Give a cheer!
We may die, but not give way.
Here's to a silent to-morrow,
And here's to a stout to-day!

God has said, “ Ye shall fail and perish;
But the thrill ye have felt to-night
I shall keep in my heart and cherish
When the worlds have passed in night.”
Give a cheer!
For the soul shall not give way.
Here's to a greater to-morrow
That is born of a great to-day!

Now shame on the craven truckler
And the puling things that mope!
We've a rapture for our buckler
That outwears the wings of hope.
Give a cheer!
For our joy shall not give way.
Here's in the teeth of to-morrow
To the glory of to-day!

Richard Hovey: At the End of the Day. 1 From More Songs from Vagabondia. Used with the kind permission of the publishers, Small, Maynard & Company.

CHAPTER VII

RHYTHM

29. Rhythm in speech BROADLY speaking, all earnest and purposeful utterance is rhythmical. In reading poetry or prose aloud, or in speaking your own thoughts, you will observe that the progress of your thought and feeling is expressed in vocal beats, or pulsations, recurring with more or less regularity in time.

30. The function of rhythm The peculiar function of rhythm is the expression of emotion, though all well ordered thought and action is, in a sense, rhythmical. There is rhythm in the multiplication table, rhythm in one's walk, rhythm in the alternation of day and night, and in the sequence of the seasons of the year. But in vocal and written expression, sustained and strongly marked rhythm is the result of sustained, strong, and controlled feeling. “The deeper the feeling,” said John Stuart Mill, “ the more characteristic and decided the rhythm.” Poetry, the most perfectly rhythmic form of language, is essentially emotional. When read merely for its ideas, and without regard to its rhythm, or its emotion and spirit, it is no longer poetry, and its power, as poetry, is lost. When speech becomes strongly emotional, as in highly-wrought passages of oratory, or narrative and descriptive prose, it tends to drop into regular rhythmic order of equal, metrical time intervals.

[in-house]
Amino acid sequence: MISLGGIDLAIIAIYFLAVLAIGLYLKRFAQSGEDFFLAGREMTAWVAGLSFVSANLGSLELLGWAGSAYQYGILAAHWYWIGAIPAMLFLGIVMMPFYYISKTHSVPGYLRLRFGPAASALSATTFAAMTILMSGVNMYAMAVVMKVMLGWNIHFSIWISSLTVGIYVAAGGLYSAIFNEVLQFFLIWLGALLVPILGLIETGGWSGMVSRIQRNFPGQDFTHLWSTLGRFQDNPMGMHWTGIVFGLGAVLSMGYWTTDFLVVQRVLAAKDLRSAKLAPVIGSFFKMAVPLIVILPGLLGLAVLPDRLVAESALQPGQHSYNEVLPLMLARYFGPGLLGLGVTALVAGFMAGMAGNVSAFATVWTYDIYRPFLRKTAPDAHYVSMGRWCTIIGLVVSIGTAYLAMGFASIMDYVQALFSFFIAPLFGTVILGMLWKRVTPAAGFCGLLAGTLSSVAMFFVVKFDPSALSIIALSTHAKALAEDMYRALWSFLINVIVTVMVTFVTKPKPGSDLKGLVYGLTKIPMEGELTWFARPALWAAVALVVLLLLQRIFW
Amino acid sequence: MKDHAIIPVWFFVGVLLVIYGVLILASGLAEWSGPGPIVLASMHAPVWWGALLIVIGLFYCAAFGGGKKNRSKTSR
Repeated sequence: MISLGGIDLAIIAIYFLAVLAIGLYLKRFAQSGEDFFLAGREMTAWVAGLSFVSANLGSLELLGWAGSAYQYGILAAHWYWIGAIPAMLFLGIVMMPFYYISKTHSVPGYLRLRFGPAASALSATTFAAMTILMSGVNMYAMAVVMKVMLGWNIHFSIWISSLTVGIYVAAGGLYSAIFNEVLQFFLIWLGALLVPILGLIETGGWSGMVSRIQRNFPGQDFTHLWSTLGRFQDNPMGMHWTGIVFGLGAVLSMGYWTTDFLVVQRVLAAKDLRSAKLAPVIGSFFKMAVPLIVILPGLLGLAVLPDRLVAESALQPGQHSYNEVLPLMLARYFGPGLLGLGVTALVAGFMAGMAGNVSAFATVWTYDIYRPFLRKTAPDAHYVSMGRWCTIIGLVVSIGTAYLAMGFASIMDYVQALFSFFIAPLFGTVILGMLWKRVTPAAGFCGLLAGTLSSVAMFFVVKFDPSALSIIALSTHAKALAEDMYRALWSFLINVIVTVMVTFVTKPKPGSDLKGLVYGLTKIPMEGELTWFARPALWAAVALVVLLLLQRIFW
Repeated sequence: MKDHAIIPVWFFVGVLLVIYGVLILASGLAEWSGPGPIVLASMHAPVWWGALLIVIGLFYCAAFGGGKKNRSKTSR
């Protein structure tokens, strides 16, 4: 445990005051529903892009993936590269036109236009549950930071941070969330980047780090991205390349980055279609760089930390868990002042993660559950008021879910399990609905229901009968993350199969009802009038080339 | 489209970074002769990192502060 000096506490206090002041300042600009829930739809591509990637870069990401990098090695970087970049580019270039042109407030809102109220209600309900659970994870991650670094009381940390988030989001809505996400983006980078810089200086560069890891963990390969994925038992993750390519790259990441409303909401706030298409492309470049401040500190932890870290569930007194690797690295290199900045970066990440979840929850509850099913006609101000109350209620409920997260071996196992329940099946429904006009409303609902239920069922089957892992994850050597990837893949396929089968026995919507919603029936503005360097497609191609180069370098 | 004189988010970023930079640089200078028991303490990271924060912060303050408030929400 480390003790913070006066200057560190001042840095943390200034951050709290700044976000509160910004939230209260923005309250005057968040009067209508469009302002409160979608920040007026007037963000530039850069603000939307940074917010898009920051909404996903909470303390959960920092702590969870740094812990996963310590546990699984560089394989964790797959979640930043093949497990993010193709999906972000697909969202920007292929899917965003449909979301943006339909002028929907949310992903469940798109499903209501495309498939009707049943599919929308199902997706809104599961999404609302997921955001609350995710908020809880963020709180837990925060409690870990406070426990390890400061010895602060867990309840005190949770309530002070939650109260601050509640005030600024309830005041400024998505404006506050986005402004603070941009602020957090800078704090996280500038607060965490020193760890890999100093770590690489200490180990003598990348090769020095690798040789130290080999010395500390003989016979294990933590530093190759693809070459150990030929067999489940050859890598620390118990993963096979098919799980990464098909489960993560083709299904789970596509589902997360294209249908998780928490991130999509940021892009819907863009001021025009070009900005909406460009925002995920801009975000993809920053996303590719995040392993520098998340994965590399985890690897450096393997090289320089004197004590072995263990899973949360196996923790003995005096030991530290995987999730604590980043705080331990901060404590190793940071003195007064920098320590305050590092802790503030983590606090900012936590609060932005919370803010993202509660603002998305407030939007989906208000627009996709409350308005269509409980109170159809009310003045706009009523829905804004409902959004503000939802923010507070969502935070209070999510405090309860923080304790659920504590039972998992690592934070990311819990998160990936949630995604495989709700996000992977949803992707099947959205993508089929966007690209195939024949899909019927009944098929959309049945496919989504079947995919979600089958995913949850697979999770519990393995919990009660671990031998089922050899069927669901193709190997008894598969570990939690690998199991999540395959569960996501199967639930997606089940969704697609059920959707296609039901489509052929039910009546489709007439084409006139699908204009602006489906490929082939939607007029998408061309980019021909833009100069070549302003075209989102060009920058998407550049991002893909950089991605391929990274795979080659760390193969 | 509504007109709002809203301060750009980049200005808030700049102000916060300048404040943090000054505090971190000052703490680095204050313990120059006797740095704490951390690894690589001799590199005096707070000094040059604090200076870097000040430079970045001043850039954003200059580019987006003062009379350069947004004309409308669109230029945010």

31. The rhythm of prose (1) In the thoughtful and earnest utterance of prose, one feels the undulation of vocal energy adjusting itself in intervals of time to the demands of thought and feeling. Read aloud the following examples, and observe how the feeling they carry finds expression in sustained and decided rhythm of utterance.

Let us resolve to crown the miracle of the past with the spectacle of a republic

, compact, united, indissoluble in the bonds of love - loving from the Lakes to the Gulf — the wounds of war healed in every heart as on every

hill serene and resplendent at the summit of human achievement and earthly glory — blazing out the path and making clear the way up which all nations of the earth must come in God's appointed time!

Grady: The New South. The little voice, familiar and dearly loved, awakened some show of consciousness, éven at that ebb. For a moment the closed eyelids trembled, and the nóstrils quívered, and the familiar shadow of a smile was seen. The Doctor gently brushed the scattered ringlets of the child aside from the face and mouth of the mother. Alás, how calm they lay there, how little breath there was to stir them! Thus clinging fast to that slight spar within her arms, the mother drifted out upon the dark and unknown sea that rolls round all the world.

Dickens: Dombey and Son, chap. I. (2) Though prose of pronounced emotional significance, such as the above, tends to somewhat regular rhythmic form, the rhythm of ordinary prose is determined largely